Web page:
Updated: September 26, 2013 at 7:45 am
Air Force has again lost its quarterback. Jaleel Awini is not eligible to play following an academy announcement Wednesday that he is no longer a "cadet in good standing."
Awini, a sophomore, had previously been on academic probation and members of the football team tweeted encouragement from an Air Force court proceeding involving Awini on Tuesday.
One tweet mentioned 100 of Awini's teammates were there to support him and a hashtag #Freewini, which was popular during his time on probation, was brought back to the social networking site.
No information has been given on the nature of Awini's offense and no timetable exists for a potential return, as there is an administrative process for a cadet to return to good standing.
A release from Air Force stated only that "Air Force Academy Cadet Third Class (C3C) Jaleel Awini is no longer a cadet in good standing and is not allowed to represent the Academy in any outside activities, effective immediately.
"All cadets are held to the same high standards - honor, physical fitness, academics and military aptitude - and each case is handled on its own individual merits. Holding each cadet to these high standards promotes good order and discipline throughout the institution."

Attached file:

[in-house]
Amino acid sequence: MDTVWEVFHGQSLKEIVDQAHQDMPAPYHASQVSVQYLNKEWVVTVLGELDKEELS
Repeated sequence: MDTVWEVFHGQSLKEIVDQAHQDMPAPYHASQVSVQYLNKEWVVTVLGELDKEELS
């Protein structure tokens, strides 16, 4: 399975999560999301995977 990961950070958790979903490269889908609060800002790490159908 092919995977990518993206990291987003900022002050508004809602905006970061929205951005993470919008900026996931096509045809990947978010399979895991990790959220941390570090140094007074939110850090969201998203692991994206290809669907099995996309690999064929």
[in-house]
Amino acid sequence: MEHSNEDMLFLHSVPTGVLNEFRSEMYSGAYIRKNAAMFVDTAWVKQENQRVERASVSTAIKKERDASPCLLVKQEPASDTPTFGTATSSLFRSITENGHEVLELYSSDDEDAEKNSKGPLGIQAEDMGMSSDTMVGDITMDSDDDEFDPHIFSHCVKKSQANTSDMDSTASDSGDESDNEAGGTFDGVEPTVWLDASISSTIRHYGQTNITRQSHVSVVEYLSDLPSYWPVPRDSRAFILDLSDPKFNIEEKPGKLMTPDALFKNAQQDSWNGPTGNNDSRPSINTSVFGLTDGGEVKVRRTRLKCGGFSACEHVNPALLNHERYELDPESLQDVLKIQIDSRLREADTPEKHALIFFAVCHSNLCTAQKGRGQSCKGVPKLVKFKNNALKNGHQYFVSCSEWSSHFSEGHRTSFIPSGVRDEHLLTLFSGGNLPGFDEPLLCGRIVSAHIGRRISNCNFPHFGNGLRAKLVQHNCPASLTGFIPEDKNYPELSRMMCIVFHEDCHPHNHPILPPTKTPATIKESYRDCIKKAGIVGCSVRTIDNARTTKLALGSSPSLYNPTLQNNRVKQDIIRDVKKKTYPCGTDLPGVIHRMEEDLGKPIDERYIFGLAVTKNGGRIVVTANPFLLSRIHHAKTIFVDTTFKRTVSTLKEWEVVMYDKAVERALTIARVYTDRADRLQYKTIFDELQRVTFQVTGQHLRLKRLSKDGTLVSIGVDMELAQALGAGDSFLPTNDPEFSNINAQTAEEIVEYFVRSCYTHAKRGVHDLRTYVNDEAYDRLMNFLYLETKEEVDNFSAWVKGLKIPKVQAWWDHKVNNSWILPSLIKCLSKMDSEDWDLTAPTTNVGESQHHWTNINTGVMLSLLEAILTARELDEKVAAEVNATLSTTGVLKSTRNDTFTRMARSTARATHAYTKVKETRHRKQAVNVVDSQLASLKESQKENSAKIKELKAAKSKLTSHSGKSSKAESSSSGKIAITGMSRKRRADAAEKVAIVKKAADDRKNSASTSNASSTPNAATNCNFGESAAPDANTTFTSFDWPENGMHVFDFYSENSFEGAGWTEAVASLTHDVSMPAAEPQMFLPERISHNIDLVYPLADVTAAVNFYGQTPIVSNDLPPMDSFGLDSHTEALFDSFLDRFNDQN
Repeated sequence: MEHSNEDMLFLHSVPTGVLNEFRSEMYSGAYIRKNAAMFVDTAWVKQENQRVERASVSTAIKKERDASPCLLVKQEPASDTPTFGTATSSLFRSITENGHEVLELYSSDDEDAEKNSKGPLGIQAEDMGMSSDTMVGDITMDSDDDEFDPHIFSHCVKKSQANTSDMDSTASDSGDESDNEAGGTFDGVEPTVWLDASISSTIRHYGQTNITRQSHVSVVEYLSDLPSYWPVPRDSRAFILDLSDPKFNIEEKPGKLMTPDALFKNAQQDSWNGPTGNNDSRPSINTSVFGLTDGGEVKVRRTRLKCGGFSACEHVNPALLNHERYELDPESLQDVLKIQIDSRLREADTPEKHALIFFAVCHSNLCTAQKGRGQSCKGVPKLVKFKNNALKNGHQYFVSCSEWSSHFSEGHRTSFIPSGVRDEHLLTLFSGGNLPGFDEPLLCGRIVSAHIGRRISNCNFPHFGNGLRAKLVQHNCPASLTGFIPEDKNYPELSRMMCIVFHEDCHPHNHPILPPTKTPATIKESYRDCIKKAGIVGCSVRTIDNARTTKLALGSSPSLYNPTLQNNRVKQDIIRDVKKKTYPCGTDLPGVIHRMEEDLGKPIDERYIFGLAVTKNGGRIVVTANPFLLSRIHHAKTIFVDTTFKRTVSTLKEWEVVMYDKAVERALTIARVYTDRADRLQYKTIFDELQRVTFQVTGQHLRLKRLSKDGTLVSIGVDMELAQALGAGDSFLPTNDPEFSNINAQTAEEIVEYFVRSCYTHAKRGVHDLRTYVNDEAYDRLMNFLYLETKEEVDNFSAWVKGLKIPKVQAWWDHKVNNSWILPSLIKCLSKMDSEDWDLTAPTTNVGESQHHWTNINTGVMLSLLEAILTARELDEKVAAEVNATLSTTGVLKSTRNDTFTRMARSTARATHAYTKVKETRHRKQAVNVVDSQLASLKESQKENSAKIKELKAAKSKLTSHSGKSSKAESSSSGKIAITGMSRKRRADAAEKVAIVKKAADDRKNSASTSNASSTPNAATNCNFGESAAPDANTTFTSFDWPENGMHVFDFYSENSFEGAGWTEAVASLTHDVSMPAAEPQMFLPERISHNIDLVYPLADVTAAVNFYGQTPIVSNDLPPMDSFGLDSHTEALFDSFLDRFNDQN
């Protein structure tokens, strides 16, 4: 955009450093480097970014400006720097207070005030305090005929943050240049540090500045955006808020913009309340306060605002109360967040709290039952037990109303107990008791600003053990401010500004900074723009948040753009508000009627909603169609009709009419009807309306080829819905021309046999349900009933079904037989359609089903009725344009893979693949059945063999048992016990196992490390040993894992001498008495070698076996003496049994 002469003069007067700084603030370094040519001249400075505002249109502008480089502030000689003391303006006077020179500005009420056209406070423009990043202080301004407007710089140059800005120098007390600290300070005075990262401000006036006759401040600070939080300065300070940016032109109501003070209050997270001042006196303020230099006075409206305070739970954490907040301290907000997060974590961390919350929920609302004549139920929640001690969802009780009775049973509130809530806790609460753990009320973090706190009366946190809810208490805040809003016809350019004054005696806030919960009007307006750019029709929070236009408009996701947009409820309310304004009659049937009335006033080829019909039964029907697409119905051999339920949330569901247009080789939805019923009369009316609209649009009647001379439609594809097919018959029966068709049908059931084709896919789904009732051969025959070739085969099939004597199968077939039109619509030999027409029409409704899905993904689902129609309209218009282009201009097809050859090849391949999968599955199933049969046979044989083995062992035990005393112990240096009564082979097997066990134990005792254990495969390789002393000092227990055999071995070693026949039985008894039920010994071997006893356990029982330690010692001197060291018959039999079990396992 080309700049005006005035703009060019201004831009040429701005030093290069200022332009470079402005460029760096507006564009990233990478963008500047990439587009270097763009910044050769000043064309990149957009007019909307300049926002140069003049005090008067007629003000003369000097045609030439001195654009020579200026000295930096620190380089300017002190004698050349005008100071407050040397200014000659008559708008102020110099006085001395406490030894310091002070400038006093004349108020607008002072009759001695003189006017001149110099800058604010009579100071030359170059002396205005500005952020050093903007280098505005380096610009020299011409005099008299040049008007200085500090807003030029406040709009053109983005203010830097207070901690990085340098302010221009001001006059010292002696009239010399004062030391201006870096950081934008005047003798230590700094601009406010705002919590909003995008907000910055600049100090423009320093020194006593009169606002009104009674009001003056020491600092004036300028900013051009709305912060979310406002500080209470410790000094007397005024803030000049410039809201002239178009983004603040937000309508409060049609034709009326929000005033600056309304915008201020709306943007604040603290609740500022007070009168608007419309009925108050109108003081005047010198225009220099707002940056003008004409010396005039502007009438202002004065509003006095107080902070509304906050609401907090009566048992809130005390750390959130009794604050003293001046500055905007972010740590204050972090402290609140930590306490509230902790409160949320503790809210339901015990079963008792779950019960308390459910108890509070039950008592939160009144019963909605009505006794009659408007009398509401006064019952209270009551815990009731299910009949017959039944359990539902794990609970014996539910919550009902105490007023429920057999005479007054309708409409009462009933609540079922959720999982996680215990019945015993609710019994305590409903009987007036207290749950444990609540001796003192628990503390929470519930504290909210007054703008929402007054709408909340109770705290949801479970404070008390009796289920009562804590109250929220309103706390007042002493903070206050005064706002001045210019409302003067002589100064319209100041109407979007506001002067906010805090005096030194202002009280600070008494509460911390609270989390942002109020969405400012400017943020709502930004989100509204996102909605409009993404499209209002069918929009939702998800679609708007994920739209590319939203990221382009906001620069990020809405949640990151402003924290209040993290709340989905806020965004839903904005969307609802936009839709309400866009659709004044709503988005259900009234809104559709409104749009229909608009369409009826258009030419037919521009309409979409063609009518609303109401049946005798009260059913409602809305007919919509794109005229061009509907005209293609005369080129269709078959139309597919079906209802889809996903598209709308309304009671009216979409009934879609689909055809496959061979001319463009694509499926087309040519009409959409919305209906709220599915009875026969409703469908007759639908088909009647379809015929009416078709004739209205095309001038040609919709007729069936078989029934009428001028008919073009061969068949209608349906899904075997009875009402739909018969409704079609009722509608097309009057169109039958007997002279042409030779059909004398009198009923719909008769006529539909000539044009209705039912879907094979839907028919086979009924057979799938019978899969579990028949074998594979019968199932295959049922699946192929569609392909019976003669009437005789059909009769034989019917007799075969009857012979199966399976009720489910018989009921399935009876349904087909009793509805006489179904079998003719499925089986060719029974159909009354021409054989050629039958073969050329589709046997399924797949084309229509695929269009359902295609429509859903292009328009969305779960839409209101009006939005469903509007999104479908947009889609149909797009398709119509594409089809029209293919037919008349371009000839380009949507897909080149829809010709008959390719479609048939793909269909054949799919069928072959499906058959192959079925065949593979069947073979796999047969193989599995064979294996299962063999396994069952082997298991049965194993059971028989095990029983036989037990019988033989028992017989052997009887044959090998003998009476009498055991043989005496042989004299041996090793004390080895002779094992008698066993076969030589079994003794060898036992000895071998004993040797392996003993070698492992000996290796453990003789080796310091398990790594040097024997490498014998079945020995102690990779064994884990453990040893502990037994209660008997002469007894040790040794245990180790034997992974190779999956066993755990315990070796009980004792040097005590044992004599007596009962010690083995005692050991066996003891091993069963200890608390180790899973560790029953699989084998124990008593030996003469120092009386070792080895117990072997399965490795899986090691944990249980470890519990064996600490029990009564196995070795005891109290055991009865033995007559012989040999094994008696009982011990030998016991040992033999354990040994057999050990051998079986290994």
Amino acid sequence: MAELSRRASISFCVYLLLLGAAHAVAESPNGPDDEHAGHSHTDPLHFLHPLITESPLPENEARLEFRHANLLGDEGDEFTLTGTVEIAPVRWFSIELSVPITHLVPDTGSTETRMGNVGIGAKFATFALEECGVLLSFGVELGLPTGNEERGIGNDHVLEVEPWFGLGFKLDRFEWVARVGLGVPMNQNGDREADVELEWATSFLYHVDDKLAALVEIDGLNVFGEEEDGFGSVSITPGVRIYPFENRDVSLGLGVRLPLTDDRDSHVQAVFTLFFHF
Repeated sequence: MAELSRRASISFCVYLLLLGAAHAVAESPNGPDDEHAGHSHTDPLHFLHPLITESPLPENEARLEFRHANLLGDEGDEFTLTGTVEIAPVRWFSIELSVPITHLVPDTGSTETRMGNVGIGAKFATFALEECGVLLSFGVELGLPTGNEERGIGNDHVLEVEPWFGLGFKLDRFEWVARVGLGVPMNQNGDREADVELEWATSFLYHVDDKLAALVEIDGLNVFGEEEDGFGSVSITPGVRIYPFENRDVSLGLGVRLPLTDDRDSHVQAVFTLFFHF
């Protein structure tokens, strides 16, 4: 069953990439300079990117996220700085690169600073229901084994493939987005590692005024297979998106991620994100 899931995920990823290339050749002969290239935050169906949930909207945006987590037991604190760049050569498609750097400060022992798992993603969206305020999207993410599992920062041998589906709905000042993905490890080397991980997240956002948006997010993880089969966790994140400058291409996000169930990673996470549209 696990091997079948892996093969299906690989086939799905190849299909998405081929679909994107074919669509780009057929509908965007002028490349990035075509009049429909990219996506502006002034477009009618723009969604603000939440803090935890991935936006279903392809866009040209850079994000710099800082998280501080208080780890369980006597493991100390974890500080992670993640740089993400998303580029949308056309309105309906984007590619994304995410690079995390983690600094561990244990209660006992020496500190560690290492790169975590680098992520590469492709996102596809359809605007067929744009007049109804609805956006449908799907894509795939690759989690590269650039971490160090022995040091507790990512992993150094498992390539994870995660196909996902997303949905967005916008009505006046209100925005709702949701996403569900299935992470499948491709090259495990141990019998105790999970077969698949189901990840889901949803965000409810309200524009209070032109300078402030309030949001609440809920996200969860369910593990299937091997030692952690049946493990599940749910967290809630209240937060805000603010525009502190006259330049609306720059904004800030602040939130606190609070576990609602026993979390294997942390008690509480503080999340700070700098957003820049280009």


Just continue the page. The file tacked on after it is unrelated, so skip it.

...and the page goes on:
Awini ascended to the starting quarterback position in the first game this season when Kale Pearson went down with a season-ending knee injury.
Awini immediately impressed with a throwing arm far stronger than Air Force typically has at the quarterback position. He is also second on the team with 220 rushing yards and leads the Falcons with four rushing touchdowns.
The Aurora native and graduate of Rangeview High School did not practice Tuesday.
Fellow sophomore Karson Roberts, who has both of Air Force's touchdown passes this season, becomes the presumptive starter. Roberts is a 6-foot, 185-pound native of Houston.
Awini is a first-generation American, the only son of a Ghana diplomat. He spoke Monday about the importance of his cultural background and how it had led him to the Air Force Academy.
"In my culture the firstborn is supposed to be something in life and take care of the family," Awini said. "What place better than the academy to do something with your life and be part of something special?"